The poem titled “The Housekeeper” by Robert Frost is about a man, John, whose social life disintegrates due to a difference in interests between him and his housekeeper who is also his sexual partner. Despite the future life of his housekeeper Estelle not being implied to be better than when she stayed at John’s house, the future life for John seems to have taken a turn for the worst. Choices he makes relating to how he handles Estelle appear innocuous to him, but have consequences that will make a great difference in his life without her.
The poem is about social integration and human relations in a home based on individual interests. It begins with a neighbor coming to visit John whom he has missed and instead finding Estelle’s mother alone in the kitchen. The old woman starts complaining of her diminishing ability to do physical work (like answering a door and sewing), which bothers her since she is no longer able to take care of John. She reveals that her daughter has left and will not come back. At this point, it is clear that the relationship that has existed between John and Estelle is that of master and servant. Though they have stayed in the same home for fifteen years, John has maintained the notion that she is just a servant and nothing more. It is such treatment that makes the old lady consider leaving the place since her frail physical state makes her unfit to do all the work.
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The main point of disagreement between John and Estelle is John’s unwillingness to marry her and give her children. In the old woman’s conversation with the John’s neighbor, it emerges that she has tried to convince John to marry her daughter and prevent her from becoming resentful. She also wants grandchildren. Unfortunately, John has refused, saying that the old woman is too old to expect grandchildren. On the issue of marriage, he refuses and instead poses a question of ‘why should they?’. He has been content with Estelle doing the housework plus most of the outdoor work, but has never regarded her as somebody he can marry. Indeed, she has been his sexual partner though she was supposed to be only his housekeeper. This treatment may have been the source of immense frustration for Estelle, which may have contributed to her decision to get married to someone else and leave John alone to handle his needs. The lack of marriage has also contributed to disrespect with which the old woman addresses John towards the end of the poem. Having returned home with the intention of having a talk to the neighbor, John tells the old woman the he will talk to her later after giving the neighbor news, to which she replies: ‘Who wants to hear your news, you–dreadful fool?’. She regards him as a fool for having let Estelle leave when he had the chance and ought to have married her.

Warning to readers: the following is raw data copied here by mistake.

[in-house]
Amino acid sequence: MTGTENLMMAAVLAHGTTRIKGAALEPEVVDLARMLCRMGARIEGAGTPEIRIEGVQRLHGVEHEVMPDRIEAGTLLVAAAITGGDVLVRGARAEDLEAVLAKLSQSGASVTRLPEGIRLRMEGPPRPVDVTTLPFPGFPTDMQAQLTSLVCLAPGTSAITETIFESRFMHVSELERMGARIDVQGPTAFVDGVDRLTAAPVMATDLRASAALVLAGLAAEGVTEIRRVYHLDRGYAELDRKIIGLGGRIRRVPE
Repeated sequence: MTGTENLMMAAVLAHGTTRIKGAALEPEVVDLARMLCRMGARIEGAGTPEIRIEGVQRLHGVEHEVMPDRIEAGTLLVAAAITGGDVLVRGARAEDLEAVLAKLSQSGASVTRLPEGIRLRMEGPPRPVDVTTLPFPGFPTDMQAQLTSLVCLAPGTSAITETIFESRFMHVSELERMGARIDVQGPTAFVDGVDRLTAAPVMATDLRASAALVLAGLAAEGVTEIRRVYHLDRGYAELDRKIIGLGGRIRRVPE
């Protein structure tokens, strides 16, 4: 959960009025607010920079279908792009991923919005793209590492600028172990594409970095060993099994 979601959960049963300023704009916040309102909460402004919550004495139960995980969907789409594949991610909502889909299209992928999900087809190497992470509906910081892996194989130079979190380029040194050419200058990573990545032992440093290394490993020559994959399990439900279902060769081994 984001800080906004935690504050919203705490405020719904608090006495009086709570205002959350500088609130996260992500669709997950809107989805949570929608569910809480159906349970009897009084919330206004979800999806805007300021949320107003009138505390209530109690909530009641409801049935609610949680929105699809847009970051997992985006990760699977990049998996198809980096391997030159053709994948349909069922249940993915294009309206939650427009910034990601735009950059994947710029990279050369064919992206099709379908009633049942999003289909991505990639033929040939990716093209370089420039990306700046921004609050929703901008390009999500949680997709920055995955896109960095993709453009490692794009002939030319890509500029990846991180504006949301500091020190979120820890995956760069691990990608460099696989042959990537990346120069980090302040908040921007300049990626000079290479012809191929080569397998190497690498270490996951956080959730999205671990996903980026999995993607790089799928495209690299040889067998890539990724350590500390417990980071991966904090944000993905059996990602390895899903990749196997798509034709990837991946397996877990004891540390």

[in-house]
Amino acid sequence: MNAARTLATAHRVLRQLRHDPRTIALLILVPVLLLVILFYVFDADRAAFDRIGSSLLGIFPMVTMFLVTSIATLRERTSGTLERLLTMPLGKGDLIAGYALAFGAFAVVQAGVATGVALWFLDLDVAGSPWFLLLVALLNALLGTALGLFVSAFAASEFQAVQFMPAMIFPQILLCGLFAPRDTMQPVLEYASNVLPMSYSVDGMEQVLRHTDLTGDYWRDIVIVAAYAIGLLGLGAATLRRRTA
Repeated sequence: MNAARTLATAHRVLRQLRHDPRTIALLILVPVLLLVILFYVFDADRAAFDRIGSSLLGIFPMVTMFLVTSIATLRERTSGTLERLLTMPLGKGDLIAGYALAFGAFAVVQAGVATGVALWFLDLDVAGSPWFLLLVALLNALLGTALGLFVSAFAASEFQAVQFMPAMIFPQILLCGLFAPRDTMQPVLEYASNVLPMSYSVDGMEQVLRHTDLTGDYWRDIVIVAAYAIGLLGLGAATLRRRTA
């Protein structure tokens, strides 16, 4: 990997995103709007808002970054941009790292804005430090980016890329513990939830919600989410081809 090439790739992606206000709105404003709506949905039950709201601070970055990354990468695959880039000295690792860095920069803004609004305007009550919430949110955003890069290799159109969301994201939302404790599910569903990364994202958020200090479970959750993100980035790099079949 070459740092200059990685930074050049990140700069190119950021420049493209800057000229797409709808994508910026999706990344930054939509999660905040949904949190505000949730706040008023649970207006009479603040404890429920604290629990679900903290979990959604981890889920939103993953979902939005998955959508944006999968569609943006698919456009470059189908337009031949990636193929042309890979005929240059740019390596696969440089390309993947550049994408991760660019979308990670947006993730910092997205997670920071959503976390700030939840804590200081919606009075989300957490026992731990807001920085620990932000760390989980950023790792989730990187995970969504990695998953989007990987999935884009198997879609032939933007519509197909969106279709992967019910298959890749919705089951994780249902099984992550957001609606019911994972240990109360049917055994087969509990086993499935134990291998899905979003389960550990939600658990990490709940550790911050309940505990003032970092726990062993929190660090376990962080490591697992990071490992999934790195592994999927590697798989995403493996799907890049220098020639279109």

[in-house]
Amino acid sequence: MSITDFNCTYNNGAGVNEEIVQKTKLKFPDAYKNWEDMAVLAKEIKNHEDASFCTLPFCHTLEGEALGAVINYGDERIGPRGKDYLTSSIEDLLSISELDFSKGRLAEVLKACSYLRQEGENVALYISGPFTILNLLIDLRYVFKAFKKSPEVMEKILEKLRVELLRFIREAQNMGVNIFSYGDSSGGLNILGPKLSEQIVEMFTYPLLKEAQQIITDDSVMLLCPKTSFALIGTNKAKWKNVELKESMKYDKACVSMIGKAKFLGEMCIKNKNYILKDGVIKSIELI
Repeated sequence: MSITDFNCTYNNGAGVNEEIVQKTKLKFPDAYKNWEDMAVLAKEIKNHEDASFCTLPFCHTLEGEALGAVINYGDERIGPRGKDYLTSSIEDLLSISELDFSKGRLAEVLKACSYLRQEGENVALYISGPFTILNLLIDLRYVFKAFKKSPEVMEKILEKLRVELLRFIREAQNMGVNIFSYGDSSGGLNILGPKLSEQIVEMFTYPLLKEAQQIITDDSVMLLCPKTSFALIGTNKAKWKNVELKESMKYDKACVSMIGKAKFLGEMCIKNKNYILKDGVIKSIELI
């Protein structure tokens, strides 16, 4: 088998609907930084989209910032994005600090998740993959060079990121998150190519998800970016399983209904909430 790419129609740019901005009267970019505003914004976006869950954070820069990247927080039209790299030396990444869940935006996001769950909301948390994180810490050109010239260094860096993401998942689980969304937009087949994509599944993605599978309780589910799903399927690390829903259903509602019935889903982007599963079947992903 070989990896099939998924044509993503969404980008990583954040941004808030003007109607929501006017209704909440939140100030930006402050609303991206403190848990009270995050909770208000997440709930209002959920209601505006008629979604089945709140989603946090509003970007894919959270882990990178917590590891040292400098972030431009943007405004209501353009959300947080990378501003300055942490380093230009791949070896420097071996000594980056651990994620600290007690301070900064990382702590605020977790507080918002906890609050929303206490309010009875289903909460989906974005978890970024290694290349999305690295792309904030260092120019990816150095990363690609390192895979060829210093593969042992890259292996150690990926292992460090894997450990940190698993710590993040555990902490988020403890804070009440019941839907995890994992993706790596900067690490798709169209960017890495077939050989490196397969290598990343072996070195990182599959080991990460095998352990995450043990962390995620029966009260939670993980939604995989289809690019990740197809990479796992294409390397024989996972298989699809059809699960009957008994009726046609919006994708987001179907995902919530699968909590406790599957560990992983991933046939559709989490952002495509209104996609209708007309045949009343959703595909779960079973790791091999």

Despite John and Estelle having different views on how they should relate, there are some areas in which their interests are similar. In the conversation, the old woman reveals that both John and Estelle are fond of nice things. This is shown in how they deal with the poultry that they keep at the farm. John is so keen on how birds are treated that he has prohibited carrying them with their heads down when moving them from one place to another and instead insists on carrying only two at a time, one on each arm, irrespective of the distance to be covered and a number of trips to be made. In turn, Estelle insists on their poultry being the best that there can be within their area of residency. Indeed, she is depicted as being very meticulous in preparing for the show (‘you never saw this room before a show’). It is his fondness for his poultry that prevents him from selling any of them instead preferring to keep them even after receiving the best offers with his only argument being that if they can fetch much on selling, then they are much more for keeping. He has even imported an exotic breed from England, for which he has rejected an offer of 45 dollars. His only pleasure is to brag on how much he has received as an offer for a certain cock (Kearns).